@Jimbo_Cricket & minute read
Cricketing comebacks vary from ‘box office’ smash to forgettable flop. First published in the issue 2 of the Pinch Hitter, James Wallace lists his selection of the best and worst second comings.
Plunkett had his first trot out for England in the hazy days that followed the summer of 2005, called up to play in Pakistan as a replacement for the injured Simon Jones. It’s easy to forget this iteration of Plunkett, just 20 years old, a peacock-haired indie-landfill-lead-singer-lookalike, tearaway ‘smoggie’ from Middlesbrough who possessed no shortage of skiddy pace.
He showed early promise, particularly in the short stuff, picking up three wickets in a series decider against the Aussies, including bowling Adam Gilchrist with an absolute jaffa, but he struggled with his accuracy, eventually dropping out of the Test squad and enduring an underwhelming World Cup.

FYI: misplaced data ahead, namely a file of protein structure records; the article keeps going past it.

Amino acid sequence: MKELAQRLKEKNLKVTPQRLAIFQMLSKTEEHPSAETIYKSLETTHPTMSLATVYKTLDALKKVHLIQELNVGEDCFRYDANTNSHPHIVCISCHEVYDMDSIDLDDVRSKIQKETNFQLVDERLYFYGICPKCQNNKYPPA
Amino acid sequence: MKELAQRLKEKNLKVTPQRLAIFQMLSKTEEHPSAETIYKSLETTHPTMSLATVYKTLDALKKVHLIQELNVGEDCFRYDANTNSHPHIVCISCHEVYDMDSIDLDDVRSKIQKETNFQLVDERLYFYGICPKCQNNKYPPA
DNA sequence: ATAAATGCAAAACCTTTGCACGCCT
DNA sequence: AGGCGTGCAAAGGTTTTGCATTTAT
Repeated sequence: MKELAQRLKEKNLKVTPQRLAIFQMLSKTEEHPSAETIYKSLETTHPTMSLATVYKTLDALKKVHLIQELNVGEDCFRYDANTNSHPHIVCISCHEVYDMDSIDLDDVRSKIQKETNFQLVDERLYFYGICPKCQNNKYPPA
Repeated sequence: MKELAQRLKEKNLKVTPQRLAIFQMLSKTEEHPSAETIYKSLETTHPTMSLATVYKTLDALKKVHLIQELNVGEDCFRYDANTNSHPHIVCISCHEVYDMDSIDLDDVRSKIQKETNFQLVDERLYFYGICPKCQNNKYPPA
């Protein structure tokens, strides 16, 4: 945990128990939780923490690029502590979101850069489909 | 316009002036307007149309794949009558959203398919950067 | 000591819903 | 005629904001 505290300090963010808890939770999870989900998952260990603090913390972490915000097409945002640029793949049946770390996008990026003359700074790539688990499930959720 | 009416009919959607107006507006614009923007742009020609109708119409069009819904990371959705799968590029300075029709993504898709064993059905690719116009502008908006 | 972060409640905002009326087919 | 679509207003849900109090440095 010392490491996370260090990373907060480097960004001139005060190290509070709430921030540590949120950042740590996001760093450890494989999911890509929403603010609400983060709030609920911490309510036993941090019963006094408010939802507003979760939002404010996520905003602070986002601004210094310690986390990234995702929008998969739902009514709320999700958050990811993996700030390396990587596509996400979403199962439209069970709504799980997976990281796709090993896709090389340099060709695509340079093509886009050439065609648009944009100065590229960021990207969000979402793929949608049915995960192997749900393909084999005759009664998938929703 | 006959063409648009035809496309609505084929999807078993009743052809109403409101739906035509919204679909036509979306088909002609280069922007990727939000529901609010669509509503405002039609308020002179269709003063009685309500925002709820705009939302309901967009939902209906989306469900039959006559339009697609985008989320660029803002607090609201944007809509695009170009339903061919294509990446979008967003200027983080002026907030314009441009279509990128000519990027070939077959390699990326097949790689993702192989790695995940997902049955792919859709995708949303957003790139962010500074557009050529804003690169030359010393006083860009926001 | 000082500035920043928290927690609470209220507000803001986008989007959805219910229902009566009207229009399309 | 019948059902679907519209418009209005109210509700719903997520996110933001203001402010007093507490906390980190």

Seasons came and went for Durham but it seemed likely that Plunkett was destined to be a well-liked and respected county bowler who never quite capitalised on his early international promise until a move to Yorkshire in 2013 sparked his career back into life.
His reincarnation as Plunkett 2.0 – hench elder statesman of the England ODI side, all bristle, biceps and canny cutters – played a huge role in the World Cup win. England lost the three games he didn’t play in, and he snaffled the crucial wicket of Kane Williamson in the final. A remarkable second chapter, Plunkett had played against fellow finalist Ross Taylor 13 years earlier in the 2007 World Cup. This time around he was there at the very end to lift the trophy, a decade-and-a-half after it all began. ‘Pudsey’, a nation salutes you.